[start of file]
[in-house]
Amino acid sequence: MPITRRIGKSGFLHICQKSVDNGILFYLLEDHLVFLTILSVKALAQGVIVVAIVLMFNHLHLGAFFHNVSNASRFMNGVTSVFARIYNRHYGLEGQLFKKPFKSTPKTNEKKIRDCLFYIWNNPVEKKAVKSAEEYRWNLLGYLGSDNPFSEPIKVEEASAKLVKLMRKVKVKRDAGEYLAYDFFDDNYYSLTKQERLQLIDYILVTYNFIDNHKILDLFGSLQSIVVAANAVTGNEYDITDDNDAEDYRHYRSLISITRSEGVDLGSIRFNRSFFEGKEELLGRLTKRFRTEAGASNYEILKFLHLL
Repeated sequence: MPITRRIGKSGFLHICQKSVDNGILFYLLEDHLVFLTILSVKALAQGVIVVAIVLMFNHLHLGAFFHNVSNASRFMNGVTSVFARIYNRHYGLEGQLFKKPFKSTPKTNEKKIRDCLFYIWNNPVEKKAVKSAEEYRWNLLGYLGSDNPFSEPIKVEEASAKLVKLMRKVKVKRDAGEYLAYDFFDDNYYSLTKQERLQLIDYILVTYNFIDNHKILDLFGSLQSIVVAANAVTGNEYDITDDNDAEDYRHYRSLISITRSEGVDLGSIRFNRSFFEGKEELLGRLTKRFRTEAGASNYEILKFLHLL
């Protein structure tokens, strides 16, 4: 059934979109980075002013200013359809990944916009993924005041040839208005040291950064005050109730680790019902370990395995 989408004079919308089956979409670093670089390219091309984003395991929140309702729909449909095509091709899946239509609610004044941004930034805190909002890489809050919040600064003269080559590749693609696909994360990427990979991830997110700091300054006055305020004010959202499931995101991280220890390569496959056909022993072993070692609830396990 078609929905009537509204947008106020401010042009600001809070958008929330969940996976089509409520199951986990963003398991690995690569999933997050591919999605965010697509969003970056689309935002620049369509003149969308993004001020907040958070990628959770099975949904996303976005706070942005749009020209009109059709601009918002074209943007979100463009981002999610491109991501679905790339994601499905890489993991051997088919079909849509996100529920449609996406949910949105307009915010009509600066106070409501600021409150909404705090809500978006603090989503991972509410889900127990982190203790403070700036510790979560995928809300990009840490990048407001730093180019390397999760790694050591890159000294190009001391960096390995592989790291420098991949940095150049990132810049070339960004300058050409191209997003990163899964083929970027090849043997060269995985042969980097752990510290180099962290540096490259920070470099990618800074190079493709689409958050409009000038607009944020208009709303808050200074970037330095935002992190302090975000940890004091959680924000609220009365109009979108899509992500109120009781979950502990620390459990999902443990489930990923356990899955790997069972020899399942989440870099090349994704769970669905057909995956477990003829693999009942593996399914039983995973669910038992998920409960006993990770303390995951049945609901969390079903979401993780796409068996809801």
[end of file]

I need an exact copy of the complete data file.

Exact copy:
[in-house]
Amino acid sequence: MPITRRIGKSGFLHICQKSVDNGILFYLLEDHLVFLTILSVKALAQGVIVVAIVLMFNHLHLGAFFHNVSNASRFMNGVTSVFARIYNRHYGLEGQLFKKPFKSTPKTNEKKIRDCLFYIWNNPVEKKAVKSAEEYRWNLLGYLGSDNPFSEPIKVEEASAKLVKLMRKVKVKRDAGEYLAYDFFDDNYYSLTKQERLQLIDYILVTYNFIDNHKILDLFGSLQSIVVAANAVTGNEYDITDDNDAEDYRHYRSLISITRSEGVDLGSIRFNRSFFEGKEELLGRLTKRFRTEAGASNYEILKFLHLL
Repeated sequence: MPITRRIGKSGFLHICQKSVDNGILFYLLEDHLVFLTILSVKALAQGVIVVAIVLMFNHLHLGAFFHNVSNASRFMNGVTSVFARIYNRHYGLEGQLFKKPFKSTPKTNEKKIRDCLFYIWNNPVEKKAVKSAEEYRWNLLGYLGSDNPFSEPIKVEEASAKLVKLMRKVKVKRDAGEYLAYDFFDDNYYSLTKQERLQLIDYILVTYNFIDNHKILDLFGSLQSIVVAANAVTGNEYDITDDNDAEDYRHYRSLISITRSEGVDLGSIRFNRSFFEGKEELLGRLTKRFRTEAGASNYEILKFLHLL
């Protein structure tokens, strides 16, 4: 059934979109980075002013200013359809990944916009993924005041040839208005040291950064005050109730680790019902370990395995 989408004079919308089956979409670093670089390219091309984003395991929140309702729909449909095509091709899946239509609610004044941004930034805190909002890489809050919040600064003269080559590749693609696909994360990427990979991830997110700091300054006055305020004010959202499931995101991280220890390569496959056909022993072993070692609830396990 078609929905009537509204947008106020401010042009600001809070958008929330969940996976089509409520199951986990963003398991690995690569999933997050591919999605965010697509969003970056689309935002620049369509003149969308993004001020907040958070990628959770099975949904996303976005706070942005749009020209009109059709601009918002074209943007979100463009981002999610491109991501679905790339994601499905890489993991051997088919079909849509996100529920449609996406949910949105307009915010009509600066106070409501600021409150909404705090809500978006603090989503991972509410889900127990982190203790403070700036510790979560995928809300990009840490990048407001730093180019390397999760790694050591890159000294190009001391960096390995592989790291420098991949940095150049990132810049070339960004300058050409191209997003990163899964083929970027090849043997060269995985042969980097752990510290180099962290540096490259920070470099990618800074190079493709689409958050409009000038607009944020208009709303808050200074970037330095935002992190302090975000940890004091959680924000609220009365109009979108899509992500109120009781979950502990620390459990999902443990489930990923356990899955790997069972020899399942989440870099090349994704769970669905057909995956477990003829693999009942593996399914039983995973669910038992998920409960006993990770303390995951049945609901969390079903979401993780796409068996809801």